Maetta Vance was the only African-American employee in her department at Ball State University.  She became subject to racially charged disputes with co-workers and began filing complaints in 2005 regarding her coworkers’ offensive conduct.  Her allegations included her coworkers’ use of racial epithets, references to the Ku Klux Klan, threats of physical harm, and other unprofessional conduct.

In 2006, Vance, unsatisfied with the responses from her employer, filed two complaints with the Equal Employment Opportunity Commission (EEOC) alleging, among other things, a hostile work environment.  The EEOC issued a right to sue letter and she filed suit in federal court.  The district court ruled in favor of Ball State Universityand Vance appealed.

The 7th Circuit began its analysis by determining if the alleged harassment was perpetrated by supervisors or coworkers.  The 7th Circuit noted that employers are strictly liable for harassment by a supervisor, but the employer may assert an affirmative defense when the harassment does not result in a tangible employment action.  If the harassment is from coworkers, the employer is only liable if the employee can establish that the employer was negligent in discovering or remedying the harassment.  While Vance attempted to allege that some of the harassment stemmed from supervisors, the court rejected Vance’s assertions and focused on whether Ball State University properly responded to Vance’s complaints.  The court found school’s prompt action to investigate Vance’s numerous complaints to be key in upholding the district court’s ruling in their favor.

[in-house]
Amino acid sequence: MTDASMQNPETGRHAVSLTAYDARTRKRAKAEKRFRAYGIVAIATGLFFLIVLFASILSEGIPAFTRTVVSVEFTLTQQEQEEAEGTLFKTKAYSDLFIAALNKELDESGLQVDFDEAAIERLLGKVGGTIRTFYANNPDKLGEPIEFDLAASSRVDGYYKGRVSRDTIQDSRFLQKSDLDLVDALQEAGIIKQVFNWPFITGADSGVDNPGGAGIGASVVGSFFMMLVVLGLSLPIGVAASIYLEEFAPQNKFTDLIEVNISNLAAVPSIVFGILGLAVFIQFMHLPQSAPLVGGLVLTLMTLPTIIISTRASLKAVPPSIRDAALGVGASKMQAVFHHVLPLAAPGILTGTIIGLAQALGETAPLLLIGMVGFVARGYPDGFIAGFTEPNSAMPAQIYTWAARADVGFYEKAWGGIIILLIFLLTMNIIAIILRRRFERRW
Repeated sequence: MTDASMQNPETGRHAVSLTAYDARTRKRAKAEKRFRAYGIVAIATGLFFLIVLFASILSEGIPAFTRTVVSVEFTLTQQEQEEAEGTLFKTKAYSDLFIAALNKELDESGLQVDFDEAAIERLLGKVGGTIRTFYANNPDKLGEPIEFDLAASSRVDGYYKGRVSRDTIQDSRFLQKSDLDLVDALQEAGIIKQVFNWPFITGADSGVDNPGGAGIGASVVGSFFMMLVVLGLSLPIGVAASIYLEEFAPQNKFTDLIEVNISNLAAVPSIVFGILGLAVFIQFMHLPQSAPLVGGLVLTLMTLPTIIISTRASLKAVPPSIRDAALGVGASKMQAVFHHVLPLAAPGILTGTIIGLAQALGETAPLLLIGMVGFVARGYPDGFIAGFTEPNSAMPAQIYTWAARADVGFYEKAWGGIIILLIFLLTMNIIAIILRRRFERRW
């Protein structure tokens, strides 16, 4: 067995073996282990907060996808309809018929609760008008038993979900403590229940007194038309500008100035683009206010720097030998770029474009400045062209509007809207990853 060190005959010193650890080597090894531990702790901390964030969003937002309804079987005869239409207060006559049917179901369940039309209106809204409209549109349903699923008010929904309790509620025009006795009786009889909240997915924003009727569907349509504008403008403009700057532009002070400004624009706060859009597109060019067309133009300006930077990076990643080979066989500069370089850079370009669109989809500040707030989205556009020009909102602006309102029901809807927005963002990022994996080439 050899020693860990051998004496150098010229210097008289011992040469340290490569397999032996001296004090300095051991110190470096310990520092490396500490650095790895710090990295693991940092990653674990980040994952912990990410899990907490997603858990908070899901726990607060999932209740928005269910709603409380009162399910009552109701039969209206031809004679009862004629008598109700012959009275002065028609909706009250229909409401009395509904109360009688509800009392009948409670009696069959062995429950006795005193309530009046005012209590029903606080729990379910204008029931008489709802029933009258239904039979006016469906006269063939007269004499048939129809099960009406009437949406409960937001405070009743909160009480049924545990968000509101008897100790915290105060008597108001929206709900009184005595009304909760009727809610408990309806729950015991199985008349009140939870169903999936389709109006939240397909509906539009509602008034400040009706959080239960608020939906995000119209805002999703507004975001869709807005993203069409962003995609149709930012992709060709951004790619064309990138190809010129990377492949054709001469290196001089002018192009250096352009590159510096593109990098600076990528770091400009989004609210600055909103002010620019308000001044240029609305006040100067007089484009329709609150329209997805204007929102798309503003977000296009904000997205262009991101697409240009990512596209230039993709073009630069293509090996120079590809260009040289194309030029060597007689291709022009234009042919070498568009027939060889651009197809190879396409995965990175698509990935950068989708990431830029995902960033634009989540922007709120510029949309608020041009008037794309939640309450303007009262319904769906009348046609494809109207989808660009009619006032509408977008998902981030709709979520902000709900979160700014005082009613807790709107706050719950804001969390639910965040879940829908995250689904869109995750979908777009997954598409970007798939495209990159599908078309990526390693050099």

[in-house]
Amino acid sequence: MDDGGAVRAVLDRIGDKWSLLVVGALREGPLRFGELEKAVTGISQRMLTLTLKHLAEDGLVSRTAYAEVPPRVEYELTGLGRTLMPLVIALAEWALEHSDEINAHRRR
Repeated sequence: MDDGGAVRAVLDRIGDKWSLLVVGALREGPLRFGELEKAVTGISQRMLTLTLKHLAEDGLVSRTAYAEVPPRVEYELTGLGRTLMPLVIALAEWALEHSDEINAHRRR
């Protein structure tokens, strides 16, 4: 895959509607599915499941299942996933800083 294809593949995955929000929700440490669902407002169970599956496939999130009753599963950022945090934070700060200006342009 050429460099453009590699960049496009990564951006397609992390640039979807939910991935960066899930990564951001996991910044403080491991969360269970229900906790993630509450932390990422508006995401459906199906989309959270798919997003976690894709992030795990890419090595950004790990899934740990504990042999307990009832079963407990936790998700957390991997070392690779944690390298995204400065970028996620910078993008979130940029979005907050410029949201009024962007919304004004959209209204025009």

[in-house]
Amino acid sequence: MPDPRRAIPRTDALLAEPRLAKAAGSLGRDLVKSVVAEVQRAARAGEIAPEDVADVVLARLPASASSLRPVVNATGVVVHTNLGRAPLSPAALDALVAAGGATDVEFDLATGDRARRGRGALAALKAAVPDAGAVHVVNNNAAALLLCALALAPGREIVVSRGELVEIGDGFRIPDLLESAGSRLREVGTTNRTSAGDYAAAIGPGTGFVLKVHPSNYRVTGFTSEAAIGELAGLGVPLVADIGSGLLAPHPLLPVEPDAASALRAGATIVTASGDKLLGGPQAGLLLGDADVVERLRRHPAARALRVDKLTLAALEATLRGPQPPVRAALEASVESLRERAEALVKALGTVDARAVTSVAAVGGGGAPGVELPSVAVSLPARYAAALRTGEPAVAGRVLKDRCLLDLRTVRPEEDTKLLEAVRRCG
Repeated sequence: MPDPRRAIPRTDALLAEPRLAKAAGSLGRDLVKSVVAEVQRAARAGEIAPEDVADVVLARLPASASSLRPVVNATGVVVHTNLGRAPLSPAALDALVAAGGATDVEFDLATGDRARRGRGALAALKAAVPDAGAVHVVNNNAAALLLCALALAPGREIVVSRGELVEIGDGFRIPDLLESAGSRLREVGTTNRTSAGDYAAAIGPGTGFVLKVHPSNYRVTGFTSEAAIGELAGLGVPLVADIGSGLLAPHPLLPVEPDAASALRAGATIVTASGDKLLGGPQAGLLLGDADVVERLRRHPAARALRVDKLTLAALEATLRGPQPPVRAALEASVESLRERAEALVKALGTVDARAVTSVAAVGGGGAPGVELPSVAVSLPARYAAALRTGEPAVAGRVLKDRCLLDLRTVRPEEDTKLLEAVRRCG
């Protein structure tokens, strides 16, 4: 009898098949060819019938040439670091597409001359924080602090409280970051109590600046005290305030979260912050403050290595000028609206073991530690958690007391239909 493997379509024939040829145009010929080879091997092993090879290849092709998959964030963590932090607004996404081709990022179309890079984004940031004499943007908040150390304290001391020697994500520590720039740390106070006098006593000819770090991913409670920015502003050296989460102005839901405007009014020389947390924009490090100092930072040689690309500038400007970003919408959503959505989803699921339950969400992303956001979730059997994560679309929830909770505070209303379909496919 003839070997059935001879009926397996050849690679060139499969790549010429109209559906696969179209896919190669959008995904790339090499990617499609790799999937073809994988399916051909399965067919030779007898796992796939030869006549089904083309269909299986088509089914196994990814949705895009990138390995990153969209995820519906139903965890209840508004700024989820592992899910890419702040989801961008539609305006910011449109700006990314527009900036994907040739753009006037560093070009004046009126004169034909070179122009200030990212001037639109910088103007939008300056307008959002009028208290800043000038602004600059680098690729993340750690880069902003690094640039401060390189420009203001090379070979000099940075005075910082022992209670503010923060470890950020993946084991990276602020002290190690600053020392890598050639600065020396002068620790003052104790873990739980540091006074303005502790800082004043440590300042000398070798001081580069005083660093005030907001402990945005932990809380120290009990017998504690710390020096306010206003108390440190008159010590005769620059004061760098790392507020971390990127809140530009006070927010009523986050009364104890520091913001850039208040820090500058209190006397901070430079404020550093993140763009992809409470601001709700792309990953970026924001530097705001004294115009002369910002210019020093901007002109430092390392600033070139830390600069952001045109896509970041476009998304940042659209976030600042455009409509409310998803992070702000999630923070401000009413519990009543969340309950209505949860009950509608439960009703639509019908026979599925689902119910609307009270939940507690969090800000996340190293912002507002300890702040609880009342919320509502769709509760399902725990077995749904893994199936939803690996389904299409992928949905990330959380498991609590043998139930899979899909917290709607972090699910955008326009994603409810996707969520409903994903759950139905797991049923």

The court determined that within a two-year period, Vance filed multiple complaints involving negative encounters with coworkers and that the school had investigated each and every complaint with the same vigor and calibrated its response and action based on the results of its investigation.  Additionally, Ball State took appropriate disciplinary action when it substantiated the allegations set forth in one of Vance’s complaints.  It was equally important that Ball State thoroughly reviewed each complaint and, even when it could not substantiate the alleged conduct, the school still counseled all parties involved about the importance of civility in the workplace.

Ball State University took reasonable corrective action because it did not begin to ignore Vance’s complaints, nor did it begin to accept simple denials from the accused parties.  Instead, the school investigated each and every complaint in the same thorough manner.  As such, the court concluded that there was no basis for employer liability.

This case provides a reminder to employers of the importance of conducting a prompt and thorough investigation upon notice or awareness of workplace harassment, no matter how incredible the allegations may seem on the surface.  In addition, to fully protect against liability for coworker harassment, employers should document the investigation and take some form of corrective action to appropriately respond and address the information obtained from the investigation.